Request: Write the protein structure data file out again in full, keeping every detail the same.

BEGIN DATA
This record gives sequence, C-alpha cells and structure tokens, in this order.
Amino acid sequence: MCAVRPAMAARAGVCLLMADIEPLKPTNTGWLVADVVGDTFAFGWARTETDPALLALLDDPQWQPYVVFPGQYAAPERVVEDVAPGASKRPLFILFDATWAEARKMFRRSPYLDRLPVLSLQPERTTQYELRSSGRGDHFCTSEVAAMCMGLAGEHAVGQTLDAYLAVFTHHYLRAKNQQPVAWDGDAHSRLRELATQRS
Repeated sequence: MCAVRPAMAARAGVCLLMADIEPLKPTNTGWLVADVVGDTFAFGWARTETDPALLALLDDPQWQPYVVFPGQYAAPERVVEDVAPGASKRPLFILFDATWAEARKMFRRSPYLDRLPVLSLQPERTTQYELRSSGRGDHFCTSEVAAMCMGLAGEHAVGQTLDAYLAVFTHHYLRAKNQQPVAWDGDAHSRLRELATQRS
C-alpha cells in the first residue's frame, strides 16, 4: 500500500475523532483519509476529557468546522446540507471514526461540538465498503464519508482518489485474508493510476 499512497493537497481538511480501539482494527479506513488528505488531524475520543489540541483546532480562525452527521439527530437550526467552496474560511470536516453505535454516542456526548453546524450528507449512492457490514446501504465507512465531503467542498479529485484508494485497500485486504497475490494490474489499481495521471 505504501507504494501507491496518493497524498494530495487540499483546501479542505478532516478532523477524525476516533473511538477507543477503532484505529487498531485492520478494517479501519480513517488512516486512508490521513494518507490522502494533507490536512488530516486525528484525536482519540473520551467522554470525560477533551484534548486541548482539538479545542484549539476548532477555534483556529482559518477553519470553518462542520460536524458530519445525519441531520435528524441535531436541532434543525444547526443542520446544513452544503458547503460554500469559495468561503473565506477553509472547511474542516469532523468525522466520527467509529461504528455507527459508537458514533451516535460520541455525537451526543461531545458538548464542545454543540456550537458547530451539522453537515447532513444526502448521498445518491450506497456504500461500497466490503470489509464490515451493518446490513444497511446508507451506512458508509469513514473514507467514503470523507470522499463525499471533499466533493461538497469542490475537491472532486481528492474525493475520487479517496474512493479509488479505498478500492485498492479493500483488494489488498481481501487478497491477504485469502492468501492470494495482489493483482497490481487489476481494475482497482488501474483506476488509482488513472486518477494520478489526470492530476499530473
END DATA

This record gives sequence, C-alpha cells and structure tokens, in this order.
Amino acid sequence: MCAVRPAMAARAGVCLLMADIEPLKPTNTGWLVADVVGDTFAFGWARTETDPALLALLDDPQWQPYVVFPGQYAAPERVVEDVAPGASKRPLFILFDATWAEARKMFRRSPYLDRLPVLSLQPERTTQYELRSSGRGDHFCTSEVAAMCMGLAGEHAVGQTLDAYLAVFTHHYLRAKNQQPVAWDGDAHSRLRELATQRS
Repeated sequence: MCAVRPAMAARAGVCLLMADIEPLKPTNTGWLVADVVGDTFAFGWARTETDPALLALLDDPQWQPYVVFPGQYAAPERVVEDVAPGASKRPLFILFDATWAEARKMFRRSPYLDRLPVLSLQPERTTQYELRSSGRGDHFCTSEVAAMCMGLAGEHAVGQTLDAYLAVFTHHYLRAKNQQPVAWDGDAHSRLRELATQRS
C-alpha cells in the first residue's frame, strides 16, 4: 500500500475523532483519509476529557468546522446540507471514526461540538465498503464519508482518489485474508493510476 499512497493537497481538511480501539482494527479506513488528505488531524475520543489540541483546532480562525452527521439527530437550526467552496474560511470536516453505535454516542456526548453546524450528507449512492457490514446501504465507512465531503467542498479529485484508494485497500485486504497475490494490474489499481495521471 505504501507504494501507491496518493497524498494530495487540499483546501479542505478532516478532523477524525476516533473511538477507543477503532484505529487498531485492520478494517479501519480513517488512516486512508490521513494518507490522502494533507490536512488530516486525528484525536482519540473520551467522554470525560477533551484534548486541548482539538479545542484549539476548532477555534483556529482559518477553519470553518462542520460536524458530519445525519441531520435528524441535531436541532434543525444547526443542520446544513452544503458547503460554500469559495468561503473565506477553509472547511474542516469532523468525522466520527467509529461504528455507527459508537458514533451516535460520541455525537451526543461531545458538548464542545454543540456550537458547530451539522453537515447532513444526502448521498445518491450506497456504500461500497466490503470489509464490515451493518446490513444497511446508507451506512458508509469513514473514507467514503470523507470522499463525499471533499466533493461538497469542490475537491472532486481528492474525493475520487479517496474512493479509488479505498478500492485498492479493500483488494489488498481481501487478497491477504485469502492468501492470494495482489493483482497490481487489476481494475482497482488501474483506476488509482488513472486518477494520478489526470492530476499530473